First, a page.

In this paper we develop an endogenous growth model with market regulations on explicitly modeled financial intermediaries to examine the effects of alternative government financing schemes on growth, inflation, and welfare.
We find that in the presence of binding legal reserve requirements, a marginal increase in government spending need not result in a reduction in the rate of economic growth if it is financed with an increase in the seigniorage tax rate. Raising the seigniorage tax base by means of an increase in the reserve requirement retards growth and has an ambiguous effect on inflation. An increase in income tax—financed government spending also suppresses growth and raises inflation although not to the extent that the required seigniorage tax rate alternative would. Switching from seigniorage to income taxation as a source of government finance is growth-reducing but deflationary. From a welfare perspective, the least distortionary way of financing an increase in the government spending requirements is by means of a marginal increase in the seigniorage tax rate. Finally, under the specification of logarithmic preferences, the optimal tax structure is indeterminate.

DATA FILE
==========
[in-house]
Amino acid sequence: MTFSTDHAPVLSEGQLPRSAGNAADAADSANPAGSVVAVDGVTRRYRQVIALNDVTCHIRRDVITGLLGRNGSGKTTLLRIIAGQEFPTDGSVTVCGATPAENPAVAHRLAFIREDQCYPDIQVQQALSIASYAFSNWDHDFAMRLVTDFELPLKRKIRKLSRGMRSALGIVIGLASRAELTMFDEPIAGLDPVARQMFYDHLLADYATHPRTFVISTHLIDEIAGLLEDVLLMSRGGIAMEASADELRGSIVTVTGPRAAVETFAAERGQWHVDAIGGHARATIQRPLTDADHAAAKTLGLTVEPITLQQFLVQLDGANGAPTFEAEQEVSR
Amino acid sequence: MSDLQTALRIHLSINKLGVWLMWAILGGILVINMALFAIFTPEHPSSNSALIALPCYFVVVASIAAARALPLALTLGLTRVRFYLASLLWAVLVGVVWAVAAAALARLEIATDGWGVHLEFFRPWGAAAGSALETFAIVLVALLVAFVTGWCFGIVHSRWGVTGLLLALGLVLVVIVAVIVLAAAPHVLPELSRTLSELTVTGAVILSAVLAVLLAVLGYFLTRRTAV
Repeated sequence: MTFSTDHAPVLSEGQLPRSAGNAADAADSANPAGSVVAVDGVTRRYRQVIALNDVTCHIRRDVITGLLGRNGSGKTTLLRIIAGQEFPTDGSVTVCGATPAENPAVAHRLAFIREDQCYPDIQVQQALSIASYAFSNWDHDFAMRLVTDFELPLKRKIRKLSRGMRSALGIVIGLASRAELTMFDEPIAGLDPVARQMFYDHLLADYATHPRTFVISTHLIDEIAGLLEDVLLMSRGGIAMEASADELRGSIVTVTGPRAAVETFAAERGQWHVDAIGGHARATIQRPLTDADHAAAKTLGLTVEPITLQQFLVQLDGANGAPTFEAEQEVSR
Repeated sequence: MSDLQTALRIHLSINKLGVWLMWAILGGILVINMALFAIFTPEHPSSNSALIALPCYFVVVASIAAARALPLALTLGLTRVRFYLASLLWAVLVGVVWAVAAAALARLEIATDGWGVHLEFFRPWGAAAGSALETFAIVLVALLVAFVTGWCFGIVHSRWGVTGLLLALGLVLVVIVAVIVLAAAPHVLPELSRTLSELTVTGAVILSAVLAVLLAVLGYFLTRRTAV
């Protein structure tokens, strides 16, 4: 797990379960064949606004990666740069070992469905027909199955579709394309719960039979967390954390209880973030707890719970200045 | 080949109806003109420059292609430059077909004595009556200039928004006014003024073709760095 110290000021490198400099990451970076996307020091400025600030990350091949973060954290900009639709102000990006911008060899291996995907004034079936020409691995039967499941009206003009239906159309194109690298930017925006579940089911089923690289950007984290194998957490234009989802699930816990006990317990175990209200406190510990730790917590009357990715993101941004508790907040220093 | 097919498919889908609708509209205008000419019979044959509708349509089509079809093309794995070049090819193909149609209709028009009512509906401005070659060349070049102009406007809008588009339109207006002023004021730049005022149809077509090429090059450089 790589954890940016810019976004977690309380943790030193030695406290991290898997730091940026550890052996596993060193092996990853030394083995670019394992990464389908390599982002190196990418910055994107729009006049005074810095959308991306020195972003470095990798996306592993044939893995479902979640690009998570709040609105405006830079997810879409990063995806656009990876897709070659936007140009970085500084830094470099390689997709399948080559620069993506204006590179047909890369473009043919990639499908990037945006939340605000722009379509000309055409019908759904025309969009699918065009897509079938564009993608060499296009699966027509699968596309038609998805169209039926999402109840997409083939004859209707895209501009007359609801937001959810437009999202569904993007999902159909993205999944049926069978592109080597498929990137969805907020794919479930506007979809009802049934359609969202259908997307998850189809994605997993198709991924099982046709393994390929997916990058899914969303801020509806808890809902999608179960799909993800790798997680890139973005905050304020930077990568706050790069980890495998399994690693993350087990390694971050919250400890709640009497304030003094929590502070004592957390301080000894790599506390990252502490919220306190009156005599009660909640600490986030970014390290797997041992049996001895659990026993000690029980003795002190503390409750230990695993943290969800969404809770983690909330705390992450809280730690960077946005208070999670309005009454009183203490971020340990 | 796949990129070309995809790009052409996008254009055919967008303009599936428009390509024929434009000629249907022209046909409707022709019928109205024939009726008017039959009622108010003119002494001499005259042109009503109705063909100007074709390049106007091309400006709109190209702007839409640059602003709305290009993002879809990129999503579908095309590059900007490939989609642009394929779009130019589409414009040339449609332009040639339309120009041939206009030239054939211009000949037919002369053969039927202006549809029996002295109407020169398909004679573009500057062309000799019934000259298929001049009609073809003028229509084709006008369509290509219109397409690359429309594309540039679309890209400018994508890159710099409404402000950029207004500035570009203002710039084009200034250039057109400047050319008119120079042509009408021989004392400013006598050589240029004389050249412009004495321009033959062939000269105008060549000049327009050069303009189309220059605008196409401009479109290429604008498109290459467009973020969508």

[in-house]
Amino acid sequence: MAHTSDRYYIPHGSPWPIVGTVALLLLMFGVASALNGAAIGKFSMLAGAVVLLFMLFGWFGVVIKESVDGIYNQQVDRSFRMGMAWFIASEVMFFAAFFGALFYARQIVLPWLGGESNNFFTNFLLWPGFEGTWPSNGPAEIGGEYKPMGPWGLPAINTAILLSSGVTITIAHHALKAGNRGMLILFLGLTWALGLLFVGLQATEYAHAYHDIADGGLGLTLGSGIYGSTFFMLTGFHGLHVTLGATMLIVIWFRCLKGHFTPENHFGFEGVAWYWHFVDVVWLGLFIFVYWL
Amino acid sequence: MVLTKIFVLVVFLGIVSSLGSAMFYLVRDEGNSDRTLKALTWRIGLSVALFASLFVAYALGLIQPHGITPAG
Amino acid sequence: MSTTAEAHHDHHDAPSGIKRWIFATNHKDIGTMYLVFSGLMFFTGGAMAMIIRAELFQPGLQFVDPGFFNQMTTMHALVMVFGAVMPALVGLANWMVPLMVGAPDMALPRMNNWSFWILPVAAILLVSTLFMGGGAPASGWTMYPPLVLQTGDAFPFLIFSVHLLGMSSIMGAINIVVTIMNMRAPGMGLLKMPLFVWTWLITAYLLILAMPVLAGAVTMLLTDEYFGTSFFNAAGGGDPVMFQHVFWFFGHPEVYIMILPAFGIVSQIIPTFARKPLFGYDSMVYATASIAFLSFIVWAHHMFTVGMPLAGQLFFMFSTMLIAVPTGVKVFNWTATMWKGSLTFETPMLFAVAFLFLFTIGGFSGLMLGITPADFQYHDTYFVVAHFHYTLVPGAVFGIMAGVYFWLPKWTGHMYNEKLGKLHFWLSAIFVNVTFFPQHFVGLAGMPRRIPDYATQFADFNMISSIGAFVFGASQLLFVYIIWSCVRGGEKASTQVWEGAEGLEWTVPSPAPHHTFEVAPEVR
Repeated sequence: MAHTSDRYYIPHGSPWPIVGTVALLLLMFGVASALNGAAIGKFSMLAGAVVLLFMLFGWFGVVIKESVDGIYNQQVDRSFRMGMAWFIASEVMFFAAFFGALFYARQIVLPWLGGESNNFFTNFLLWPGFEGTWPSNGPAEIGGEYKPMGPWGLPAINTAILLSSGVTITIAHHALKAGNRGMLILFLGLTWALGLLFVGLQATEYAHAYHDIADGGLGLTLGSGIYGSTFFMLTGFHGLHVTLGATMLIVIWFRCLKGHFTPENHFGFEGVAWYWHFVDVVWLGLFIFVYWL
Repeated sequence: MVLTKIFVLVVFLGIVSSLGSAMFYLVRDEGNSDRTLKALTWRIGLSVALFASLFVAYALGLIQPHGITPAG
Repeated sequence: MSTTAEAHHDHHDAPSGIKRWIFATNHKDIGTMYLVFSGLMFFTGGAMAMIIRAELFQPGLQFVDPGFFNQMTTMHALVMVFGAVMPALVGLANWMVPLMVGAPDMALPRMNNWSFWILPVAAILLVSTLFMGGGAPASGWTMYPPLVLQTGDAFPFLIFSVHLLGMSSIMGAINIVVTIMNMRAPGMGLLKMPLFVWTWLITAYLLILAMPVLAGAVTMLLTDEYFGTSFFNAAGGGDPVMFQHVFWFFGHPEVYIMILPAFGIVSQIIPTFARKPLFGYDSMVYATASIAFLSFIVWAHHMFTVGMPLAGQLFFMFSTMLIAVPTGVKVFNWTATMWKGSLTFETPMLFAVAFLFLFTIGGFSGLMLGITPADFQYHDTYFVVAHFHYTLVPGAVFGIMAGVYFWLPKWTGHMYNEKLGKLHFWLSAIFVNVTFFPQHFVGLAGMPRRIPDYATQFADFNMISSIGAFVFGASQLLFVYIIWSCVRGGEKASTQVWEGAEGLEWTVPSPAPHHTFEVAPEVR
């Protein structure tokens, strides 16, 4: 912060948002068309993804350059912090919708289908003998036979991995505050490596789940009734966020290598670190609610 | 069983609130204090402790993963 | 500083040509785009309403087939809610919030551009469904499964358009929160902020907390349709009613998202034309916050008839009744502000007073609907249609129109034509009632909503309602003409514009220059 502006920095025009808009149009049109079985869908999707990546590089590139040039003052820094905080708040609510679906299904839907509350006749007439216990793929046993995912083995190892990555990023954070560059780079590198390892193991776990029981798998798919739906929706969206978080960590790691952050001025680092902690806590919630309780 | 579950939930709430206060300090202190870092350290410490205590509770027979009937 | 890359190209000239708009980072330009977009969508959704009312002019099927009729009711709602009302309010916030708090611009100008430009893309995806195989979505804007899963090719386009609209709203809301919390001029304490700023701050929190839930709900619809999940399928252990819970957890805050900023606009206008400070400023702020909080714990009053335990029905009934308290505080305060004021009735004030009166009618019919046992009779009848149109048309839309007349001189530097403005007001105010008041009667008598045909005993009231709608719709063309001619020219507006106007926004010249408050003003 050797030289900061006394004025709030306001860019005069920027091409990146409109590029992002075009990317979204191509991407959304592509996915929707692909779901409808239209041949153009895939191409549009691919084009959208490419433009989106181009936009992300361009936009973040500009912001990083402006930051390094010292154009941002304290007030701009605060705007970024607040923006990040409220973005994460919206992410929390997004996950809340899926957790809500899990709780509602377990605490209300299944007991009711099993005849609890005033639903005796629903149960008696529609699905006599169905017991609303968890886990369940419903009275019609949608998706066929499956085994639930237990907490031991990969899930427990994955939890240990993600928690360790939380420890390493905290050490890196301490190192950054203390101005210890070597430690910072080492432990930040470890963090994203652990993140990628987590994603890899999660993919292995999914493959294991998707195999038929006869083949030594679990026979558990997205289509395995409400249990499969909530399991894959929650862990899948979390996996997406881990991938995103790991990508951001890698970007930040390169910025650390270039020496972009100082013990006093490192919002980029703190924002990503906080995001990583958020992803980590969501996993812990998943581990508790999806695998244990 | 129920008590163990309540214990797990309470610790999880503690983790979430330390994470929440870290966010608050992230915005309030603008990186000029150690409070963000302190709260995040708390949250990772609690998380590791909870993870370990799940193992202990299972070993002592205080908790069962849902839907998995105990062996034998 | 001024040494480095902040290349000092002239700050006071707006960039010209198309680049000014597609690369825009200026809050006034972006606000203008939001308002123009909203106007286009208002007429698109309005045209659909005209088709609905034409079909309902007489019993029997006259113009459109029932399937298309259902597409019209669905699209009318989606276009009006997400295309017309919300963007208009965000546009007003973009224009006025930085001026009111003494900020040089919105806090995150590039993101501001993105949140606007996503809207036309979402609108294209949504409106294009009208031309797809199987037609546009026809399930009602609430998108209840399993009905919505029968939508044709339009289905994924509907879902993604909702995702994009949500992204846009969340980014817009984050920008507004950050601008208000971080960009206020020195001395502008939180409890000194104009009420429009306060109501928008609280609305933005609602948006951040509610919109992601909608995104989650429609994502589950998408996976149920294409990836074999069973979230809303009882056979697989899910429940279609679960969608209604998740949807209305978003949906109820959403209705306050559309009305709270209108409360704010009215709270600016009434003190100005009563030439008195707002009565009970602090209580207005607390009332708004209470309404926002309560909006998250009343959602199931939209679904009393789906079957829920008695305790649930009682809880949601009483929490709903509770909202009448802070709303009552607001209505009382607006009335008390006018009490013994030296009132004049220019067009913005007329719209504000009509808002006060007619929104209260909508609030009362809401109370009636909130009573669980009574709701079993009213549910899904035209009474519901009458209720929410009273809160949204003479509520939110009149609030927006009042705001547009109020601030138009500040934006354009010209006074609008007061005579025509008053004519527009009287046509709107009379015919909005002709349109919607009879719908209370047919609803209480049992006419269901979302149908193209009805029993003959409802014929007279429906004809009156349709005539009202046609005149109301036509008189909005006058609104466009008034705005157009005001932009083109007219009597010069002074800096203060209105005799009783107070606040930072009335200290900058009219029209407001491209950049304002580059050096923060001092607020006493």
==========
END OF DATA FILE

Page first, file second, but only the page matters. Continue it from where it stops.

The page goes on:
JEL classification: E62, E44, O42
Key words: government financing, endogenous growth, financial intermediaries
The authors thank Bruce Smith; an anonymous referee; participants in the 1999 Taipei International Conference on Economic Growth held at Academia Sinica, Taipei, Taiwan; and the workshop on “Endogenous Growth in Asia: Theory and Evidence” organized by the Center for Studies in Complex Economic Systems, Institute of Economic Research, Kyoto University, Japan, for very helpful comments and suggestions on earlier drafts of the paper. The views expressed here are the authors’ and not necessarily those of the Federal Reserve Bank of Atlanta or the Federal Reserve System. Any remaining errors are the authors’ responsibility.
Please address questions regarding content to Marco A. Espinosa-Vega, Research Department, Federal Reserve Bank of Atlanta, 104 Marietta Street, N.W., Atlanta, Georgia 30303-2713, 404-498-8630, email@example.com, or Chong K. Yip, Department of Economics, The Chinese University of Hong Kong, Shatin, N.T., Hong Kong, 852-26097057, firstname.lastname@example.org.
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